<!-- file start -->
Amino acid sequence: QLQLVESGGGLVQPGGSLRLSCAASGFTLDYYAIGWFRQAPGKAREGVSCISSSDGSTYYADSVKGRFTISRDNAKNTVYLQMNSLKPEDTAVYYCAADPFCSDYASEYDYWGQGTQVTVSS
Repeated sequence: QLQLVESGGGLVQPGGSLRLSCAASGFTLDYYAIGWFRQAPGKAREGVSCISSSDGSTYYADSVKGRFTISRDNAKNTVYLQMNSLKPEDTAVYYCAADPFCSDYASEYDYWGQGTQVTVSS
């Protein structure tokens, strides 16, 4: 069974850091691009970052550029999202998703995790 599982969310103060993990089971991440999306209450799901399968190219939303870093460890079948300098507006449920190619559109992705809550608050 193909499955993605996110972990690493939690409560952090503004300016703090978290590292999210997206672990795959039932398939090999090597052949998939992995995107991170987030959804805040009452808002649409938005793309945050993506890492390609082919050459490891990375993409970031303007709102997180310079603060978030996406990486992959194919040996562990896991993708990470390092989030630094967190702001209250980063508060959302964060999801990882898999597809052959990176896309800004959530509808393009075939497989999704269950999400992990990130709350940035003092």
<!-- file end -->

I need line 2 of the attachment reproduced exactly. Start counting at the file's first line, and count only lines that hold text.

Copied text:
Repeated sequence: QLQLVESGGGLVQPGGSLRLSCAASGFTLDYYAIGWFRQAPGKAREGVSCISSSDGSTYYADSVKGRFTISRDNAKNTVYLQMNSLKPEDTAVYYCAADPFCSDYASEYDYWGQGTQVTVSS